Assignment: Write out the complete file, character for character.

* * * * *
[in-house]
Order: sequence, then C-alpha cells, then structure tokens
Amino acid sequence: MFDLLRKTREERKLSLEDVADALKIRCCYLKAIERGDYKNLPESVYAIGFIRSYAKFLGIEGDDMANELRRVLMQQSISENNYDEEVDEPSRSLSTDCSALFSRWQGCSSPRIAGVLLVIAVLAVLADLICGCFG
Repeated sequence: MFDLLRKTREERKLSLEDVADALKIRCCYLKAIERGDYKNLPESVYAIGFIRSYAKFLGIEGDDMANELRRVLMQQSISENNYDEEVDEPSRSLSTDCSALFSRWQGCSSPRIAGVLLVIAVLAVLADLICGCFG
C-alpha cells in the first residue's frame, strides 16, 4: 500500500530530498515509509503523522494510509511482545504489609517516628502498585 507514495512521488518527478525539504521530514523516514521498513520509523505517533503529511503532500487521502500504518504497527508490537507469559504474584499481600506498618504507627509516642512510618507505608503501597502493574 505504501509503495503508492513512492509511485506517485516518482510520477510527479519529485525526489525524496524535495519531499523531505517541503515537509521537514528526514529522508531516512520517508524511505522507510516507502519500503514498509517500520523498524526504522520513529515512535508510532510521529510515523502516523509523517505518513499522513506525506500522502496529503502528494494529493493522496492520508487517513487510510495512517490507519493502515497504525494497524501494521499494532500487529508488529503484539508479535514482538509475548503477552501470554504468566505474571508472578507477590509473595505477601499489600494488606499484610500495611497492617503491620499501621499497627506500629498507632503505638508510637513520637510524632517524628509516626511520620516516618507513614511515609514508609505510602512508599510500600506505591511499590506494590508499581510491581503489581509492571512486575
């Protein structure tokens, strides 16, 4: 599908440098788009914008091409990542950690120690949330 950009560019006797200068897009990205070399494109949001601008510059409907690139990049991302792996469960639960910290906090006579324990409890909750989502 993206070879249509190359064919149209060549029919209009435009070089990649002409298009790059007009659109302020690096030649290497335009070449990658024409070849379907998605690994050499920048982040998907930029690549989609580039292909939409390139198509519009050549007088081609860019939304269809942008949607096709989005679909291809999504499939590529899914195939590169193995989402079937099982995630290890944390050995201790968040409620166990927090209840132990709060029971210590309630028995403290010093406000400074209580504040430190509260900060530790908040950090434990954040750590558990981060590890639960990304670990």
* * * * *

[in-house]
Order: sequence, then C-alpha cells, then structure tokens
Amino acid sequence: MFDLLRKTREERKLSLEDVADALKIRCCYLKAIERGDYKNLPESVYAIGFIRSYAKFLGIEGDDMANELRRVLMQQSISENNYDEEVDEPSRSLSTDCSALFSRWQGCSSPRIAGVLLVIAVLAVLADLICGCFG
Repeated sequence: MFDLLRKTREERKLSLEDVADALKIRCCYLKAIERGDYKNLPESVYAIGFIRSYAKFLGIEGDDMANELRRVLMQQSISENNYDEEVDEPSRSLSTDCSALFSRWQGCSSPRIAGVLLVIAVLAVLADLICGCFG
C-alpha cells in the first residue's frame, strides 16, 4: 500500500530530498515509509503523522494510509511482545504489609517516628502498585 507514495512521488518527478525539504521530514523516514521498513520509523505517533503529511503532500487521502500504518504497527508490537507469559504474584499481600506498618504507627509516642512510618507505608503501597502493574 505504501509503495503508492513512492509511485506517485516518482510520477510527479519529485525526489525524496524535495519531499523531505517541503515537509521537514528526514529522508531516512520517508524511505522507510516507502519500503514498509517500520523498524526504522520513529515512535508510532510521529510515523502516523509523517505518513499522513506525506500522502496529503502528494494529493493522496492520508487517513487510510495512517490507519493502515497504525494497524501494521499494532500487529508488529503484539508479535514482538509475548503477552501470554504468566505474571508472578507477590509473595505477601499489600494488606499484610500495611497492617503491620499501621499497627506500629498507632503505638508510637513520637510524632517524628509516626511520620516516618507513614511515609514508609505510602512508599510500600506505591511499590506494590508499581510491581503489581509492571512486575
């Protein structure tokens, strides 16, 4: 599908440098788009914008091409990542950690120690949330 950009560019006797200068897009990205070399494109949001601008510059409907690139990049991302792996469960639960910290906090006579324990409890909750989502 993206070879249509190359064919149209060549029919209009435009070089990649002409298009790059007009659109302020690096030649290497335009070449990658024409070849379907998605690994050499920048982040998907930029690549989609580039292909939409390139198509519009050549007088081609860019939304269809942008949607096709989005679909291809999504499939590529899914195939590169193995989402079937099982995630290890944390050995201790968040409620166990927090209840132990709060029971210590309630028995403290010093406000400074209580504040430190509260900060530790908040950090434990954040750590558990981060590890639960990304670990």